At home, the Bank of England is softening its stance on inflationary prospects, leading to speculation that this month’s rise in base rate could mark the peak of the cycle. Little wonder that an appetite for shares is reviving.
Far be it from me to shout “Bah, humbug” at those private investors piling into equity Isas but it seems that a few words of caution are required. The problem with a wave of renewed enthusiasm for investing is that it tends to be indiscriminate. Among the markets gaining support are those in lesser-developed countries which took a hit earlier in the year.
If anything, the outlook for these markets has deteriorated, with the world economy slowing and the emergence of political figures in South America less friendly to capitalist ideals. The risk premium available to investors seeking exposure to these markets has been shrinking. Last week, Bedlam Asset Management drew attention to the narrow spread between yields on government debt from the developed world and that available from the likes of Thailand, South Korea and Venezuela.
Other developments give cause for a strategy rethink. Reaction to the Democrats wresting control of both houses of Congress from the Republicans was limited but change will undoubtedly result. Aside from the apparent shift in the position regarding Iraq, more protectionism in trade could be in prospect. All this highlights the risks that investors seem prepared to ignore for the time being. These risks are at their greatest in the more volatile areas of markets, such as smaller companies and developing countries, and also seem greater for bonds than equities.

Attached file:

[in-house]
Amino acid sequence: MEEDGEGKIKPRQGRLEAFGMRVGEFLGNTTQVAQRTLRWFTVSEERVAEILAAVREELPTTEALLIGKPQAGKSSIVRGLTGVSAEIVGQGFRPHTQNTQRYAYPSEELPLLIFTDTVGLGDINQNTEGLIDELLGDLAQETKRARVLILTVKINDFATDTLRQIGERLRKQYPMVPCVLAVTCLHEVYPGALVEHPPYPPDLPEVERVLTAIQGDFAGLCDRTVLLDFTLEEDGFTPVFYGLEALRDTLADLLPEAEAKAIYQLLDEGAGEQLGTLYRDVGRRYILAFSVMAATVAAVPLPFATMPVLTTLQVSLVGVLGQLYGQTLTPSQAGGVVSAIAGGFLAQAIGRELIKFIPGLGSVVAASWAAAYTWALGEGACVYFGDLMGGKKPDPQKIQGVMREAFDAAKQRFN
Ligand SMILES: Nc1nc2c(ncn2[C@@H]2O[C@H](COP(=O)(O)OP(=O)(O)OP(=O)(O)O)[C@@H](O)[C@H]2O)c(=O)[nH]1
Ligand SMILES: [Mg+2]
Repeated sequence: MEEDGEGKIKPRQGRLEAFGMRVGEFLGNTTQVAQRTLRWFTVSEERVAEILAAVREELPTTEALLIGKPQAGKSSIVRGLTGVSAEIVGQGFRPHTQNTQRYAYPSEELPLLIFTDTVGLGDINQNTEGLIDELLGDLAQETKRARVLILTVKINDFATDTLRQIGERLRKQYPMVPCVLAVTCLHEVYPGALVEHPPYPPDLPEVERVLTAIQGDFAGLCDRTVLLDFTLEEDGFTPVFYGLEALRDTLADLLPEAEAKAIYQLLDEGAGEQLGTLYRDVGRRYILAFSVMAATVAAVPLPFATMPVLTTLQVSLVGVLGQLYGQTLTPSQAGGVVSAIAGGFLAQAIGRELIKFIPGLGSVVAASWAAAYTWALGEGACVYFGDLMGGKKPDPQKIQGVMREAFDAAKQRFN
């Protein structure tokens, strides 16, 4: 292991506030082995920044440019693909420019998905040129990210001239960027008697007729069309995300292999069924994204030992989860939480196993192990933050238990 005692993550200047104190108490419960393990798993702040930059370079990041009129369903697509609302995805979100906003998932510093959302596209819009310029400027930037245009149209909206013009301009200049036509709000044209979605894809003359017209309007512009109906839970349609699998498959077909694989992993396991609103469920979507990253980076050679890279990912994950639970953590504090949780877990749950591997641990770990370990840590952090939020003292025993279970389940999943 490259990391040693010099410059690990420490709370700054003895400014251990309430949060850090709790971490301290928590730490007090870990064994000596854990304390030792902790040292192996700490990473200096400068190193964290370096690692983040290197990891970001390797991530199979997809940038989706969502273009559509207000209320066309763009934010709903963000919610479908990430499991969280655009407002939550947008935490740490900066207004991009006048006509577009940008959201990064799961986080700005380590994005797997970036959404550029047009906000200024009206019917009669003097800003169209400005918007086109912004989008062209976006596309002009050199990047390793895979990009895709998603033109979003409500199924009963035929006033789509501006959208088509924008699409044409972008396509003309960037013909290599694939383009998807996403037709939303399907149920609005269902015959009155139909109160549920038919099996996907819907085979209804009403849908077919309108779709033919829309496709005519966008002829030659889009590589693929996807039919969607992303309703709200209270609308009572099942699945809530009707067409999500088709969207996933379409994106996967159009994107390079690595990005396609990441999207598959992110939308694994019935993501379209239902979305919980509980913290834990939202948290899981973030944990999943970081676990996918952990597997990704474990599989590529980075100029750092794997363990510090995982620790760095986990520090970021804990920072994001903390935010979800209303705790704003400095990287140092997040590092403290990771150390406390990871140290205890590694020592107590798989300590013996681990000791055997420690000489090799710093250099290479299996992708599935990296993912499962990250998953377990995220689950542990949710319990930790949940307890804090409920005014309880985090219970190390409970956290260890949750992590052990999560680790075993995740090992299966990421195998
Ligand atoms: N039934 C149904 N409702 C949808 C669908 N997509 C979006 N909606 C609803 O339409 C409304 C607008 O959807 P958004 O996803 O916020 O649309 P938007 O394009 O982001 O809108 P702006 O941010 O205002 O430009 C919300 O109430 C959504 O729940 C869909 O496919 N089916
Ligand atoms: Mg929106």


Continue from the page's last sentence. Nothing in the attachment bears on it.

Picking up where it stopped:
The return of the private investor to the market was exemplified at the Association of Investment Companies’ roadshow at Sandown Park. Many exhibitors ran out of literature and Close Investments’ collapsible frisbees were in such demand that those hoping to impress their friends with this latest must-have toy were disappointed.
One demanding question related to the debate over whether indexation or active management is best. Reference was made to studies conducted by Dimson and Marsh of the London Business School. For those unfamiliar with their findings, it would seem that luck appears the most likely reason for outperformance. My response was that I was always happy to back lucky managers.
The somewhat unpalatable truth is that the dice are loaded against the manager as benchmarks are devoid of cost. Given that the market creates a zero-sum world in which to operate, it follows that more will fail to beat the average than those who deliver superior performance, since costs are a tax on performance. Is Anthony Bolton merely lucky? These are thoughts worthy of further debate.
Brian Tora (email@example.com) is principal of the Tora Partnership